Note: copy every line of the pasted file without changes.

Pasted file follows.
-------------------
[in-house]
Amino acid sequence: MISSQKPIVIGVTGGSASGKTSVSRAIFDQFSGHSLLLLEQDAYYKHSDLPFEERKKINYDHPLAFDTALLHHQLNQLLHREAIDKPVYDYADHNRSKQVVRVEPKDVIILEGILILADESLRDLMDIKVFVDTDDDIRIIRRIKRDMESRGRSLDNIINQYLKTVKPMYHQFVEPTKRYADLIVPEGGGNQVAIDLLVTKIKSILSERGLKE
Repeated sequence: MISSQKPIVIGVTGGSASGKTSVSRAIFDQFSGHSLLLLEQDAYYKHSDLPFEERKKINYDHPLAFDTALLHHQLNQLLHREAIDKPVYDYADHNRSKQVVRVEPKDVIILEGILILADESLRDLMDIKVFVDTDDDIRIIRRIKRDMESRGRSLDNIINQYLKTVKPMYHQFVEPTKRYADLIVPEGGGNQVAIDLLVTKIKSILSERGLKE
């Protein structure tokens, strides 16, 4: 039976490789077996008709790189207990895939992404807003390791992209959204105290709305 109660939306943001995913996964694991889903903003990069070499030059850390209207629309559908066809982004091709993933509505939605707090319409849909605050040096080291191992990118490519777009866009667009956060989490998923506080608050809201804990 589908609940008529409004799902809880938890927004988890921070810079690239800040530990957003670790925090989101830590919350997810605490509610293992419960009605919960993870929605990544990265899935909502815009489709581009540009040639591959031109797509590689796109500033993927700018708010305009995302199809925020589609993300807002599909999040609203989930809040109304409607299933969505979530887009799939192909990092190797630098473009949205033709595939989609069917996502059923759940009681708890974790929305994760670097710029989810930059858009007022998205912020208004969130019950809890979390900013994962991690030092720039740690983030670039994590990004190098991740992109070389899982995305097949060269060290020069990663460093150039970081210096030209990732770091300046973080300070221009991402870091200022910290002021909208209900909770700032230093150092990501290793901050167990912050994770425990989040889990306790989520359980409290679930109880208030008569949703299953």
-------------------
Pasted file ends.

[in-house]
Amino acid sequence: MISSQKPIVIGVTGGSASGKTSVSRAIFDQFSGHSLLLLEQDAYYKHSDLPFEERKKINYDHPLAFDTALLHHQLNQLLHREAIDKPVYDYADHNRSKQVVRVEPKDVIILEGILILADESLRDLMDIKVFVDTDDDIRIIRRIKRDMESRGRSLDNIINQYLKTVKPMYHQFVEPTKRYADLIVPEGGGNQVAIDLLVTKIKSILSERGLKE
Repeated sequence: MISSQKPIVIGVTGGSASGKTSVSRAIFDQFSGHSLLLLEQDAYYKHSDLPFEERKKINYDHPLAFDTALLHHQLNQLLHREAIDKPVYDYADHNRSKQVVRVEPKDVIILEGILILADESLRDLMDIKVFVDTDDDIRIIRRIKRDMESRGRSLDNIINQYLKTVKPMYHQFVEPTKRYADLIVPEGGGNQVAIDLLVTKIKSILSERGLKE
């Protein structure tokens, strides 16, 4: 039976490789077996008709790189207990895939992404807003390791992209959204105290709305 109660939306943001995913996964694991889903903003990069070499030059850390209207629309559908066809982004091709993933509505939605707090319409849909605050040096080291191992990118490519777009866009667009956060989490998923506080608050809201804990 589908609940008529409004799902809880938890927004988890921070810079690239800040530990957003670790925090989101830590919350997810605490509610293992419960009605919960993870929605990544990265899935909502815009489709581009540009040639591959031109797509590689796109500033993927700018708010305009995302199809925020589609993300807002599909999040609203989930809040109304409607299933969505979530887009799939192909990092190797630098473009949205033709595939989609069917996502059923759940009681708890974790929305994760670097710029989810930059858009007022998205912020208004969130019950809890979390900013994962991690030092720039740690983030670039994590990004190098991740992109070389899982995305097949060269060290020069990663460093150039970081210096030209990732770091300046973080300070221009991402870091200022910290002021909208209900909770700032230093150092990501290793901050167990912050994770425990989040889990306790989520359980409290679930109880208030008569949703299953």